I got a lot of hate mail from conservative Christians after Jesus in Love was published. A typical comment was, “Gays are not wanted in the kingdom of Christ! They are cast into the lake of fire.” Right-wing Christian bloggers labeled me “a hyper-homosexual revisionist” and denounced my book as “garbage,” “insanity,” and “a blatant act defamation and blasphemy.” This kind of religious bigotry is exactly why the Jesus in Love series is needed. Christian rhetoric is used to justify hate and discrimination against LGBT people, but Jesus loved everyone, including sexual outcasts. Christ took human form in order to represent all people, including the sexually marginalized. It’s okay to imagine ourselves in the story of Jesus. He belongs to all of us. He is all of us.
On the other hand, many readers poured out their hearts to me about how Jesus in Love had touched them. They said the writing style was “beautiful” and “disarming,” and the spirituality expressed was “extremely mature.” They often noted the sensitive, in-depth treatment of all the characters. Readers told me that Jesus in Love lifted their spirits in their daily lives while they were reading it. Some enjoyed reading it aloud with a spouse or lover, while others turned to it for solitary inspiration. Priests praised its theological orthodoxy. One of my favorite comments came from Father Dennis O’Neill, a Roman Catholic priest, who wrote, “I have been yearning to feel closer to Jesus, and this book has been a great help.” More than anything, that is my goal.
John and the Risen Jesus Reunite — An excerpt from Jesus in Love: At the Cross:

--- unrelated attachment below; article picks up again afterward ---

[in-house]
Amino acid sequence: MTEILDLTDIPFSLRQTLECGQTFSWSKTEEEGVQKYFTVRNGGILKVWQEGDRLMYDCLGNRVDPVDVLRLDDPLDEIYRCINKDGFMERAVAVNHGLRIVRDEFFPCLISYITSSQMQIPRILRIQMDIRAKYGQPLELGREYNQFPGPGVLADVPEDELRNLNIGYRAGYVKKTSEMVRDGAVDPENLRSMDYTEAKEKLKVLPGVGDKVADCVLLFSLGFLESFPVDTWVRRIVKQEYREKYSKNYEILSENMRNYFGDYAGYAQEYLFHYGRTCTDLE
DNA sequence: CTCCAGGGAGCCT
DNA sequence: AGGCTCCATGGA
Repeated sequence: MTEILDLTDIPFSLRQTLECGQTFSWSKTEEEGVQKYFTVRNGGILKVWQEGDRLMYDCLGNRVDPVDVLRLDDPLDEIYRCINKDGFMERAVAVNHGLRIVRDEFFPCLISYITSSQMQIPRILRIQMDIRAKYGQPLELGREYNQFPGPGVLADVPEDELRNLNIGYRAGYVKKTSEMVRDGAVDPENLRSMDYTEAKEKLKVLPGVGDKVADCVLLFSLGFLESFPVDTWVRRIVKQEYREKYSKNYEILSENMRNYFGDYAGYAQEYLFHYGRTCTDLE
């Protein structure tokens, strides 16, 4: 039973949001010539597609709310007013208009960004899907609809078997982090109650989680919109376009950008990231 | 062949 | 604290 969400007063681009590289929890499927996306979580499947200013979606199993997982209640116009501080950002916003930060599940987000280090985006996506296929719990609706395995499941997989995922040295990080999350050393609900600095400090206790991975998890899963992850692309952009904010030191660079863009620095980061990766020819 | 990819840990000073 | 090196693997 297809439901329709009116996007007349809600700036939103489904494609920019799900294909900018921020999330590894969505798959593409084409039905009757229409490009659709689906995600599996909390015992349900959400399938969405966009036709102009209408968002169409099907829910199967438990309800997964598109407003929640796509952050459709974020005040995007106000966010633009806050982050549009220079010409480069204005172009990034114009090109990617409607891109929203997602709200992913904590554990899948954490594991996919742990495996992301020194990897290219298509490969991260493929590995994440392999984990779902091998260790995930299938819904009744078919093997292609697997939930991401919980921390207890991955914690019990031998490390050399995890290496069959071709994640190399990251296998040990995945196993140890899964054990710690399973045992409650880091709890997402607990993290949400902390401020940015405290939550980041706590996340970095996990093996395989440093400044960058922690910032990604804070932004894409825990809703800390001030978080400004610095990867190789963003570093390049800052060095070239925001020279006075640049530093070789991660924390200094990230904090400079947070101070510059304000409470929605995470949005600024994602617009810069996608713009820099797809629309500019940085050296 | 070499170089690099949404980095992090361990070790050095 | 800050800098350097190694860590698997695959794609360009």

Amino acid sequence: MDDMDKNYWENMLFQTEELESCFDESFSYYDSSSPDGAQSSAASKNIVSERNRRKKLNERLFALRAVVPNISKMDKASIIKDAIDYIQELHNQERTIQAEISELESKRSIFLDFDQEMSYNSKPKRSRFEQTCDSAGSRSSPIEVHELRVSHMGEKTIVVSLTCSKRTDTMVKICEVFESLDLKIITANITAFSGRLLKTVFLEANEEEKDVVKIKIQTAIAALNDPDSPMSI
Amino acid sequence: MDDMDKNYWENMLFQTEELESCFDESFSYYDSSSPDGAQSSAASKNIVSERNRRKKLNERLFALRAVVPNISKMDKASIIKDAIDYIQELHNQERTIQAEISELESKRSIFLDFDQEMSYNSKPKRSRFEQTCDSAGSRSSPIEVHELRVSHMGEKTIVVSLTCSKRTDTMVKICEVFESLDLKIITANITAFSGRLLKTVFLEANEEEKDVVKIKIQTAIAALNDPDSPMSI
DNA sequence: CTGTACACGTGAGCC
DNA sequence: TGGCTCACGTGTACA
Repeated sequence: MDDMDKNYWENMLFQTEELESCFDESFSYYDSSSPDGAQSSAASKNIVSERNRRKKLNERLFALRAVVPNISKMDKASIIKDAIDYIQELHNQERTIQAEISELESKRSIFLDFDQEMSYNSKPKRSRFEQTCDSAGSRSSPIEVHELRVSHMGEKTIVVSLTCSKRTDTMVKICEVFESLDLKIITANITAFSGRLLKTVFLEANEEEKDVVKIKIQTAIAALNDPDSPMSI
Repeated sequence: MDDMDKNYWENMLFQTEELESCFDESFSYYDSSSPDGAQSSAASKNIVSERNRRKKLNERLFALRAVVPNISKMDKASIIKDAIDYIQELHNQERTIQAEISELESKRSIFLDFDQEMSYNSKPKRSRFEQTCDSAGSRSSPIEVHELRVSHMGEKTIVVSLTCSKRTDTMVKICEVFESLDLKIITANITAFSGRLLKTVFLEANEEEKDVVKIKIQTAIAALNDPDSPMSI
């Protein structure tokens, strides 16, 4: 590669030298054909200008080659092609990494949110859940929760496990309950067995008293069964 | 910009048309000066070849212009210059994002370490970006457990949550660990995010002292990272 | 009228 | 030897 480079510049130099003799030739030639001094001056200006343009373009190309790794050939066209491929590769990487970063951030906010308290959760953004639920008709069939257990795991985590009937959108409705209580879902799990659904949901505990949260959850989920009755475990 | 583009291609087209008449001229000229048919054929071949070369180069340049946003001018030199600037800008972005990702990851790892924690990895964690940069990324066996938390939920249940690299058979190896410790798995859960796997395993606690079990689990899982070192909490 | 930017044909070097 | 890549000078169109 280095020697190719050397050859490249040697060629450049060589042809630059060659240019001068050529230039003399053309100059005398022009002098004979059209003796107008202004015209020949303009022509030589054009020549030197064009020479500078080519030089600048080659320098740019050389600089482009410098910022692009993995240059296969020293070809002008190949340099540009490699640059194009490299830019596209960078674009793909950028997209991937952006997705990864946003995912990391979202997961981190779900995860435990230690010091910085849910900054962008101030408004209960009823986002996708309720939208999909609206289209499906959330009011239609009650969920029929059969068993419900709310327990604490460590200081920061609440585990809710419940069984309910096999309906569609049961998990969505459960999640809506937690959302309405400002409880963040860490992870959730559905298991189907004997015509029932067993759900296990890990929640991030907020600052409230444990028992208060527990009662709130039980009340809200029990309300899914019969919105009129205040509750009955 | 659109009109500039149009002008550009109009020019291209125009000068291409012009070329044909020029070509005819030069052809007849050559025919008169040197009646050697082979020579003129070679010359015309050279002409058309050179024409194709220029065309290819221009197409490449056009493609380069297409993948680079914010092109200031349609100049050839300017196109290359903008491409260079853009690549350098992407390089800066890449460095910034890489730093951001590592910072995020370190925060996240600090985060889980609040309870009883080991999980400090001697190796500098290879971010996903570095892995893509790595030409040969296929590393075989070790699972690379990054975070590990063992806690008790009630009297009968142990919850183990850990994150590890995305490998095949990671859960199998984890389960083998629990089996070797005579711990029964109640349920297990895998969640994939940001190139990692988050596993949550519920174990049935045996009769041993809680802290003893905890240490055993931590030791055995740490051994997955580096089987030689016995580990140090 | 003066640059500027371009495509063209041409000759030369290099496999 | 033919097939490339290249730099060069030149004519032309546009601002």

The last of my loved ones to call for me was John. He was praying silently, but I understood every sweet, irresistible word. “Come, Holy Spirit! Come in Jesus’ name,” he prayed. John’s mind seemed like a harp of sumptuous red and blue strings, summoning me to listen and play.
I rematerialized next to him and looked around to find out where we were. John was kneeling with his eyes closed on a mat atop the roof of the upper room. He had wrapped an extra blanket around himself to keep warm, for it was a cold night. Beside him a small oil lamp burned with scented oil. I recognized the perfume. It was the same spicy cinnamon that I had used to wash my disciples feet. He was all alone. It must have been late, because I sensed my other disciples were all asleep in the room below us. The ordinary world was hushed and clothed in darkness, blurring the line between waking, praying, meditating, dreaming, sleeping-even between life and death, between God and human.
The Holy Spirit was right there, too, like a voice shining in my mind. “Speak to him,” She prompted, “But don’t use your mouth. Strum the places in his brain that evoke the thoughts you want to express.”
I hesitated. I didn’t want to violate John’s privacy. “It’s okay. He invited us to come in,” the Holy Spirit reminded me.
I could hear John’s thoughts clearly, since they were addressed to me. He was praying the prayer that I had taught my disciples, then rephrasing and embellishing each line in his own words. “Holy is your name I make room for your light and vibration. I make time for your rhythm, cycles, and pace.”
The prayer became a duet as I responded silently.
“I bring you into rhythm with me and set the pace for you.”
“Your kingdom come Your heart come. Be my only point of reference. Live in me.”
“My heart is within you, and all around you.”